On Sunday, Toronto Blue Jays pitcher Anthony Bass posted a photo that went viral on Twitter. In it, his two daughters were sitting on a plane, engrossed in their devices, and the floor around them was covered with popcorn. He said a flight attendant asked his wife, who was 22 weeks pregnant, to pick up the popcorn. “Are you kidding me?!?!” he wrote.
Bass was furious, but Twitter wasn’t sure he was entitled to be. One Twitter user responded, “Won’t lie, the fact that the flight attendant had the guts to make the passenger clean up their own MESS kinda makes me wanna fly United more,” and another wrote, “‘My wife had to be a parent!’ That’s you right now.”
While the jury is still out in terms of who’s in the right here (people have a lot of opinions), we decided to ask flight attendants about things passengers expect them to do that aren’t their jobs. Here’s what they had to say.
1. Put your bags in the overhead bin.
“Expecting your flight attendants to lift your luggage and put it in the overhead bin is one of the biggest misconceptions of the role of flight attendants. Asking us to do it is a quick way to present yourself as an entitled pain on the plane and start your flight out on the wrong side of the crew. Not only is lifting passenger luggage not our responsibility, but we are also instructed by the airlines not to do it, and if we are injured as a result of lifting luggage, we will not be protected by the company’s medical leave and injury pay protection. I have watched passengers leave their bags in the aisle and tell the flight attendants to deal with it.” — Jay Robert, a flight attendant and founder of A Fly Guy Travels
2. Fix flight delays.
“People think that all the crew has the ‘keys’ to the airplane. One time our flight got so delayed due to the airplane not arriving — apparently it got stuck in another city [due to] weather issues — that the crew and I decided to go get pizza and all the passengers were looking at us with daggers in the eyes. Like it was our choice, and we delayed it.” — Paola Quiroz, a flight attendant with Air France
3. Have an unlimited supply of the food you want.
“People expect us to magically have more chicken meals when you run out of chicken toward the end of your meal service.” — Ella Curreen, a former flight attendant with Air New Zealand
“When meal options run out, a flight attendant cannot go back to the galley and cook you the meal choice you were craving. We don’t have an endless supply of food we are hoarding, and we are not catered 100% of each meal choice. It’s not possible to carry that much food. If your meal choice is not available, don’t expect the crew to make it appear literally in thin air. Just be grateful you’re getting a meal a mile high in the sky.” — Robert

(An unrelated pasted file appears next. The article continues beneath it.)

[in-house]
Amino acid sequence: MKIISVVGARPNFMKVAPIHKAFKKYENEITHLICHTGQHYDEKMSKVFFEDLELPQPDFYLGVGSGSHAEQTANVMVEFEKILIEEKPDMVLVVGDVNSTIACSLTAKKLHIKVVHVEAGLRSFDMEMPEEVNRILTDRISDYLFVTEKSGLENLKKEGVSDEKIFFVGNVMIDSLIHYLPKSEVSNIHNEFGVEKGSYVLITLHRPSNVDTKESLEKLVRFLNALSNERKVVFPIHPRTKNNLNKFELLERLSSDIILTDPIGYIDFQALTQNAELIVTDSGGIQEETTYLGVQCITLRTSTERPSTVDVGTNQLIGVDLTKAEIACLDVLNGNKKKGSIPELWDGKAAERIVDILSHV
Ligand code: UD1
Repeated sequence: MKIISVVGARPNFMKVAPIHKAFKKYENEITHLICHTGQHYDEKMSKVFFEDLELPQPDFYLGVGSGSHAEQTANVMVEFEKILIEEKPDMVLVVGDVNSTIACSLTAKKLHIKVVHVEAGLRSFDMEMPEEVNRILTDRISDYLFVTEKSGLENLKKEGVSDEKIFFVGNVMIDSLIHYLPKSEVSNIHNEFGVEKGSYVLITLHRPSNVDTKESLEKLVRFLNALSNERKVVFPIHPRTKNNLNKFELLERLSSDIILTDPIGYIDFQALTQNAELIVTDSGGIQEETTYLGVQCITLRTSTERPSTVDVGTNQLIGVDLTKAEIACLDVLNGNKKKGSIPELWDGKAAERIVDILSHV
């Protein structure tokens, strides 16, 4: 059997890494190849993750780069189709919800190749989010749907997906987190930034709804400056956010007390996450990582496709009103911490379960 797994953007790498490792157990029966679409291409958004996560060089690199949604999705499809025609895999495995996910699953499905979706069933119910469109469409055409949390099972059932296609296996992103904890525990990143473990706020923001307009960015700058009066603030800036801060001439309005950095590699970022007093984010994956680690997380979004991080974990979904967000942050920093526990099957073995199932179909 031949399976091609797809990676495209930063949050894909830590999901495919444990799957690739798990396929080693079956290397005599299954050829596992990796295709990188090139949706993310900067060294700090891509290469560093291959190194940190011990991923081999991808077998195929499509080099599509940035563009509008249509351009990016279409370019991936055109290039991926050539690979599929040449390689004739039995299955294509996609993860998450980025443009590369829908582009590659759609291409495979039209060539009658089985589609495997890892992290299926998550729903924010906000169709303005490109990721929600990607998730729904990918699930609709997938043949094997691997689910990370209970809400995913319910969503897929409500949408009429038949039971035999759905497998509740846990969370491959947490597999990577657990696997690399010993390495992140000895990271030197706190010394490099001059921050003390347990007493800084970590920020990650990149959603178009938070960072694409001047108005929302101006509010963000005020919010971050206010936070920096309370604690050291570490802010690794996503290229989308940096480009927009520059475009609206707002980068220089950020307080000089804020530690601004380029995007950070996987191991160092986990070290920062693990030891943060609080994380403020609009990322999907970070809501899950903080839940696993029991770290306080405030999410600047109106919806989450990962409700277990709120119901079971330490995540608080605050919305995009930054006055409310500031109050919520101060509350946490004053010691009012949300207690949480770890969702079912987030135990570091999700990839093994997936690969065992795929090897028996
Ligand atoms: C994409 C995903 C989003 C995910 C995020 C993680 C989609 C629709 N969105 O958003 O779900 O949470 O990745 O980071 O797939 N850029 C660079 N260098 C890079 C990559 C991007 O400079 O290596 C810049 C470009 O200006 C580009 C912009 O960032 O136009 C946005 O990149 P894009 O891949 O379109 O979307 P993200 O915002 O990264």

4. Warm something up in the microwave for you.
It’s not that flight attendants don’t want the food you brought from home or that bottle of baby formula to be warm — there just isn’t a place to warm it up.
“[People ask us to] warm something in the microwave for them. … We don’t have microwaves.” — Cathay Richardson, a flight attendant with United Airlines
5. Hold connecting flights.
“We are not responsible nor are we able to hold planes, and thanks to modern technology, your connecting flight is aware your inbound flight is running late. Airlines have an entire department that watches flight delays and connections, and they instruct the connecting gates to hold flights if the flight schedules allow. You do not need to ask the flight attendants over and over again to hold flights. What the crew can do is, before landing, move you to an empty seat further toward the front of the cabin you are traveling in, if any are available, so you have a better chance of making your connection.” — Robert
6. Change the weather.
“[People act like] I’ve got a direct line to Mother Nature! In fact, I have her on speed dial, let me call her and tell her to stop with the thunderstorms, hail, snow, torrential downpours, tornados, etc.” — Kim Hamrick, a flight attendant with Southwest Airlines
7. Go through the trash to find something you lost.
“Someone left their dentures on the meal tray after collection and expected the crew to go through all the possible rubbish trollies and trays to find his dentures.” — Ranjana Dhyani, a flight attendant with Glorietta Air
8. Be happy 100% of the time.
“While we might be superheroes of the sky, flight attendants are not machines. Don’t take it personally if a flight attendant seems to be having a bad day or isn’t as peppy as you think they should be. The truth is, the job is very draining, and it’s not uncommon for the crew to be working for more than 15 hours on literally minutes of sleep. When I operated some of the longest flights in the world, it was not uncommon to be on duty for nearly 30 hours with only a three- to four-hour rest during the flight. Combine sleep deprivation and time changes with the energy it takes to greet and look after so many strangers in a confined space, and you will understand why some flight attendants don’t have the energy to give more than the bare minimum.” — Robert
Some responses have been lightly edited and condensed for clarity.